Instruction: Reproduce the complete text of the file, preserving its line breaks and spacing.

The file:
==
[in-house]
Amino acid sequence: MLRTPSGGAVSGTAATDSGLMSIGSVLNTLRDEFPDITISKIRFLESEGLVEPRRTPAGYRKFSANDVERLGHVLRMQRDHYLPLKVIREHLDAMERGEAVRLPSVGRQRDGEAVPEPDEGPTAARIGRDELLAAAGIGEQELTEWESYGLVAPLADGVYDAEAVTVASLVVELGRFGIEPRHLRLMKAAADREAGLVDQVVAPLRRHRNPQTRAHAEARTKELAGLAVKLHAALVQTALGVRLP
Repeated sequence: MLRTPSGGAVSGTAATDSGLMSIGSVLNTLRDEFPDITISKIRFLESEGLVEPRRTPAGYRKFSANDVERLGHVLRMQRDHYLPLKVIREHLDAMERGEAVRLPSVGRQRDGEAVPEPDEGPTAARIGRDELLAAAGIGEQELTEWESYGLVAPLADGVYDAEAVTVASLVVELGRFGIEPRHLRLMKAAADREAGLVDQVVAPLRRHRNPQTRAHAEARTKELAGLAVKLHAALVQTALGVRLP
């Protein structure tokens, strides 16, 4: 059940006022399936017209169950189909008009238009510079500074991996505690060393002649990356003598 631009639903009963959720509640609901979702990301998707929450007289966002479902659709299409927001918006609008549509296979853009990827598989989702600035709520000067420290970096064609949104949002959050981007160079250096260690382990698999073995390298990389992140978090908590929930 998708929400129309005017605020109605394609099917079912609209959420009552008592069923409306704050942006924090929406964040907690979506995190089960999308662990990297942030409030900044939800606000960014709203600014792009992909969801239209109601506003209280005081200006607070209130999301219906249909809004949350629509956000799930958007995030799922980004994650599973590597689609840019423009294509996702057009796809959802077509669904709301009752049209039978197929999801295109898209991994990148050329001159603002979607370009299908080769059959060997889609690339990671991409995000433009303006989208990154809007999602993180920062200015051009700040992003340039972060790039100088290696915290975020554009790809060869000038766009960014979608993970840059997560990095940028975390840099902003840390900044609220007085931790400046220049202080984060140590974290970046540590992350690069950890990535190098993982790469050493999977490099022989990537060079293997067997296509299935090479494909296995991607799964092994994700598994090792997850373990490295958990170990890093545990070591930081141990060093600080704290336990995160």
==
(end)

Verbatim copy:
[in-house]
Amino acid sequence: MLRTPSGGAVSGTAATDSGLMSIGSVLNTLRDEFPDITISKIRFLESEGLVEPRRTPAGYRKFSANDVERLGHVLRMQRDHYLPLKVIREHLDAMERGEAVRLPSVGRQRDGEAVPEPDEGPTAARIGRDELLAAAGIGEQELTEWESYGLVAPLADGVYDAEAVTVASLVVELGRFGIEPRHLRLMKAAADREAGLVDQVVAPLRRHRNPQTRAHAEARTKELAGLAVKLHAALVQTALGVRLP
Repeated sequence: MLRTPSGGAVSGTAATDSGLMSIGSVLNTLRDEFPDITISKIRFLESEGLVEPRRTPAGYRKFSANDVERLGHVLRMQRDHYLPLKVIREHLDAMERGEAVRLPSVGRQRDGEAVPEPDEGPTAARIGRDELLAAAGIGEQELTEWESYGLVAPLADGVYDAEAVTVASLVVELGRFGIEPRHLRLMKAAADREAGLVDQVVAPLRRHRNPQTRAHAEARTKELAGLAVKLHAALVQTALGVRLP
């Protein structure tokens, strides 16, 4: 059940006022399936017209169950189909008009238009510079500074991996505690060393002649990356003598 631009639903009963959720509640609901979702990301998707929450007289966002479902659709299409927001918006609008549509296979853009990827598989989702600035709520000067420290970096064609949104949002959050981007160079250096260690382990698999073995390298990389992140978090908590929930 998708929400129309005017605020109605394609099917079912609209959420009552008592069923409306704050942006924090929406964040907690979506995190089960999308662990990297942030409030900044939800606000960014709203600014792009992909969801239209109601506003209280005081200006607070209130999301219906249909809004949350629509956000799930958007995030799922980004994650599973590597689609840019423009294509996702057009796809959802077509669904709301009752049209039978197929999801295109898209991994990148050329001159603002979607370009299908080769059959060997889609690339990671991409995000433009303006989208990154809007999602993180920062200015051009700040992003340039972060790039100088290696915290975020554009790809060869000038766009960014979608993970840059997560990095940028975390840099902003840390900044609220007085931790400046220049202080984060140590974290970046540590992350690069950890990535190098993982790469050493999977490099022989990537060079293997067997296509299935090479494909296995991607799964092994994700598994090792997850373990490295958990170990890093545990070591930081141990060093600080704290336990995160």